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In previous articles on the Mongol Empire at war, we discussed some of the things that made this army so spectacularly successful: training, archery, discipline, breakup of tribal groups, Mongol horses and mobility and speed. While all those were necessary to the success, there remains a few equally important strategic elements employed by the Mongol Empire's armies.
Reconnaissance and Intelligence
Genghis Khan innately understood the need for reconnaissance and intelligence in war. The Great Khan and all his successors sent out scouts and spies in advance of any campaign; they required vital information on roads, trade routes, cities, population, terrain and politics of the land or nation. Before invading Eastern Europe, for example, Subutai, the Mongol's greatest general, had spies implanted deep into European territories 10 years before the actual invasion of Poland and Hungary.
All militaries have used spies as information is vital for any war effort, but the Mongols were masters of the trade. They patiently invited informants and used spies extensively to understand what they were facing before ever deciding on battle.
When the Mongol army first encountered a walled city in northern Chinese territory, they quickly realized that their cavalry was useless. They quickly found experts in siege warfare who could build the machines to batter the walls into rubble. The Mongols recruited engineers from among their captives who built the catapults and siege towers necessary to conquer walled cities. From then on, these specialist engineers traveled with the Mongol armies to rebuild siege engines wherever needed. Before sacking a conquered city, the Mongol army would search out any engineers and separate them from the doomed general population.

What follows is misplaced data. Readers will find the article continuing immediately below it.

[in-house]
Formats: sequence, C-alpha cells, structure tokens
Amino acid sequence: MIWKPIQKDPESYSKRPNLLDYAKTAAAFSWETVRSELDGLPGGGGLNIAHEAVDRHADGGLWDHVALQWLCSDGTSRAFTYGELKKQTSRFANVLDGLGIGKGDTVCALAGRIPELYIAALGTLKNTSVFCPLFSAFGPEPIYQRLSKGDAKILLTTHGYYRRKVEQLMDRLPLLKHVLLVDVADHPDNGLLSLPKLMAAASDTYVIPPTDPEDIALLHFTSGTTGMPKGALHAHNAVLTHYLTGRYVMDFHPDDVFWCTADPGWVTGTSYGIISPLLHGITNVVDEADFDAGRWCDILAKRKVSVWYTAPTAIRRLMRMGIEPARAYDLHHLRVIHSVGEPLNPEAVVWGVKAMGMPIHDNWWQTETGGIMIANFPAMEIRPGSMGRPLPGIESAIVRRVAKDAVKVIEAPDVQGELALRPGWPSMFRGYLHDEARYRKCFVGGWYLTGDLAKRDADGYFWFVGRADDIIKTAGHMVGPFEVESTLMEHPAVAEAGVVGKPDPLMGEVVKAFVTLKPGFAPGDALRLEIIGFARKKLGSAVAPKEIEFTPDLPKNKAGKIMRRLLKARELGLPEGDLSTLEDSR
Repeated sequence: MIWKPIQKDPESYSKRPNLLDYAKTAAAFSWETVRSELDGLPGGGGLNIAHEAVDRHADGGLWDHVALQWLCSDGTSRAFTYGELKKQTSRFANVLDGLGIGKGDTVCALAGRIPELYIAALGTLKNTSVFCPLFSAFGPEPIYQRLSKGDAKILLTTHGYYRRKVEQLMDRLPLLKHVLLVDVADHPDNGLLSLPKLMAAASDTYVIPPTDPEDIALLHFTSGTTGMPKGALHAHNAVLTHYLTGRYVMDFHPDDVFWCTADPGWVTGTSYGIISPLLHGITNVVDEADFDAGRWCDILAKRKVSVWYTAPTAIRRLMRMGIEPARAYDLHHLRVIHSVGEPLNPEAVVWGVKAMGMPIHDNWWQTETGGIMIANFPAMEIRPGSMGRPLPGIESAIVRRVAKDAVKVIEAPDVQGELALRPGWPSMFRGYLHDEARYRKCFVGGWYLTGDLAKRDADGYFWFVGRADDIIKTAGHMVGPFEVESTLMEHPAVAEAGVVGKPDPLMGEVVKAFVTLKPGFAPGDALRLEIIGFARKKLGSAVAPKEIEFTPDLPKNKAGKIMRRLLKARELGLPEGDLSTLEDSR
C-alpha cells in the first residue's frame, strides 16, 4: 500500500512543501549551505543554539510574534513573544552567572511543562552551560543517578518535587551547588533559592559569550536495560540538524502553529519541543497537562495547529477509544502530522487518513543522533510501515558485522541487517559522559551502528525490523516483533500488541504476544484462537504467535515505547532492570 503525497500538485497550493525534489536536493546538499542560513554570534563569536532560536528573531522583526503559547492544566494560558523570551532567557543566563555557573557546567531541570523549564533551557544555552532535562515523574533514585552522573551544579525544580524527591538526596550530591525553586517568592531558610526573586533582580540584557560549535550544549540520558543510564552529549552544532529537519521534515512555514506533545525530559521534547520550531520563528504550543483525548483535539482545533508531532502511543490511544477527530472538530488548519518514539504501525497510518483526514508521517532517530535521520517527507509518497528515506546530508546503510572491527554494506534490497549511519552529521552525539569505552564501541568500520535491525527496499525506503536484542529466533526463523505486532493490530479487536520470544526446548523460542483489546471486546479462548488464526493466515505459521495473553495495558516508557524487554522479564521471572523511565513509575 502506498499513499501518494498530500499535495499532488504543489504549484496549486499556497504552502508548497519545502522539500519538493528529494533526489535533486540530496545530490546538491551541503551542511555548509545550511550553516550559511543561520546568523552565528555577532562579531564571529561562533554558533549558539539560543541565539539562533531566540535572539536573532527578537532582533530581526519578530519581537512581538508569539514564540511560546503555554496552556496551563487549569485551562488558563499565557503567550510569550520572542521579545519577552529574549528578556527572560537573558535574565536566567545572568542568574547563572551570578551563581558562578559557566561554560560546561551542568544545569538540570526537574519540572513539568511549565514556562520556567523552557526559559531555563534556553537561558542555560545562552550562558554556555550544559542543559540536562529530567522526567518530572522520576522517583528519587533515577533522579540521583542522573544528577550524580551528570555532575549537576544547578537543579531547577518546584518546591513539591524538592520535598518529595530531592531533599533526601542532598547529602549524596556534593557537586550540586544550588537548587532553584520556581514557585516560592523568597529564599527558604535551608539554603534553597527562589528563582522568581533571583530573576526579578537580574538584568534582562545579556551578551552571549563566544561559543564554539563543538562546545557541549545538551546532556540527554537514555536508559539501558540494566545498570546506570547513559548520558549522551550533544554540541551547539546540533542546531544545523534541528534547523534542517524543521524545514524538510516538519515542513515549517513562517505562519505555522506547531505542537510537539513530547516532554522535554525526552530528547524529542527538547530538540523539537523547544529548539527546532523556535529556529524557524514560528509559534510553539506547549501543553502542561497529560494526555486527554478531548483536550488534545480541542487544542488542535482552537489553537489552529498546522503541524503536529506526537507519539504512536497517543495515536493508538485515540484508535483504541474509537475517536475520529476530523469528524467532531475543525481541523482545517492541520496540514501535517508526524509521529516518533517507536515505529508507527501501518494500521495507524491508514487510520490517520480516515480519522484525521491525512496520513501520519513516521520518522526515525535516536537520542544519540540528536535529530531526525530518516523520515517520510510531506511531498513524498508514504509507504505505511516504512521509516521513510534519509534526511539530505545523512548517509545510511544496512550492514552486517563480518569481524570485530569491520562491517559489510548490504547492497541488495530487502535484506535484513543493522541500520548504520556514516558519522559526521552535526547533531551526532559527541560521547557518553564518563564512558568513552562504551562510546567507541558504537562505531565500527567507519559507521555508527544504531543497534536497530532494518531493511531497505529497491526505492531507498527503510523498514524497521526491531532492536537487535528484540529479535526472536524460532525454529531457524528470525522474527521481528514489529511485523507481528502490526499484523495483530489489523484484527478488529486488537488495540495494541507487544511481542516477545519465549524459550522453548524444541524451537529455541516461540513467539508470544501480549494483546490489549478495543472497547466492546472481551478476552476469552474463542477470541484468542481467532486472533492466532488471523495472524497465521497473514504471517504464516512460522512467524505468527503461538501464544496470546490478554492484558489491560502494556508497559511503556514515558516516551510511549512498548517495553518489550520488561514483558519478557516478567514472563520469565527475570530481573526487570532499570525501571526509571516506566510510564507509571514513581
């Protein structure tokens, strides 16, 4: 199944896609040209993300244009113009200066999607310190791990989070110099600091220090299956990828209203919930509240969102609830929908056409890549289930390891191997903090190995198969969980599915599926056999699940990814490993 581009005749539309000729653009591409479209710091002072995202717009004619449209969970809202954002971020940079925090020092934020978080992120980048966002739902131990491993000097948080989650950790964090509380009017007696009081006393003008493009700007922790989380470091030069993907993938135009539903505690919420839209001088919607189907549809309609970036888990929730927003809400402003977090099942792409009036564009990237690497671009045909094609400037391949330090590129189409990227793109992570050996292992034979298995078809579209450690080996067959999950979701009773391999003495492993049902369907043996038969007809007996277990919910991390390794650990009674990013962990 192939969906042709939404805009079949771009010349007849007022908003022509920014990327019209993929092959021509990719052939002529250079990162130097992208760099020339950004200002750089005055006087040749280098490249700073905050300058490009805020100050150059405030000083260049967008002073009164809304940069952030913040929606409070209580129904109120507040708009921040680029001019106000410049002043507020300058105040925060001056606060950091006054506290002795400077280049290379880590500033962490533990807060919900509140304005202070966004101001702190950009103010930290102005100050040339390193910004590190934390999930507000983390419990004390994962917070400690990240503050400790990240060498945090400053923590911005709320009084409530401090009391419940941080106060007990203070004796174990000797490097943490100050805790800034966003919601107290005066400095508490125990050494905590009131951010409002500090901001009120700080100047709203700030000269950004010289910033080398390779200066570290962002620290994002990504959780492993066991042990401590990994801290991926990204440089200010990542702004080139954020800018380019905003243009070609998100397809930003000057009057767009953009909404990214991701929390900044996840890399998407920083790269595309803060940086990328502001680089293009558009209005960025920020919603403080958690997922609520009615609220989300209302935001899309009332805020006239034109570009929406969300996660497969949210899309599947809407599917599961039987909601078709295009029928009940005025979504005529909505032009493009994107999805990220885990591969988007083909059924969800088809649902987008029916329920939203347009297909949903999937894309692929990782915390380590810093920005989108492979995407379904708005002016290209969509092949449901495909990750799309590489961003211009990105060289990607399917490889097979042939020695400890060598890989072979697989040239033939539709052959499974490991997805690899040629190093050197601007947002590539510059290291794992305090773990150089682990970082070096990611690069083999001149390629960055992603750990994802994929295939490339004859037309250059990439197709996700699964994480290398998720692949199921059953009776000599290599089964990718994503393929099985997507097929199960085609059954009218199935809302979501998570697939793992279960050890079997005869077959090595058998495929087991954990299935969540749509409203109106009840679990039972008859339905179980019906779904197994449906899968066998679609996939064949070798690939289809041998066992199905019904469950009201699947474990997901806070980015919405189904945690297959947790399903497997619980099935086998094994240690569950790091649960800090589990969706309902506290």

The Mongol army became expert in siege warfare to the point that walled cities became obsolete; none could successfully resist the Mongols, who used their expert techniques repeatedly. The Mongols would do anything to conquer a city, including diverting rivers and using captives in the front line of battle.
The Mongols were expert at the tactics of terror. Whenever they routed an enemy, they left a few alive to carry tales of the terrible bloodshed inflicted on the population. When a city resisted the Mongols, all of the inhabitants would be killed except a few, who were allowed run to the next towns. These survivors told of piles of decapitated heads by the gates of destroyed cities and other atrocities. While many thousands died at the hands of the Mongol armies, these terror tactics actually saved lives as the next city encountered submitted immediately to Mongol demands. Conquered cities had to pay tribute and support the Mongol army, but they remained intact and unmolested.
The Mongols were greatly feared for their use of spies and informants, for successful sieges and terror tactics. For over half a century from 1206 to 1260, Mongol armies won battle after battle; they were an unstoppable force that terrified the world.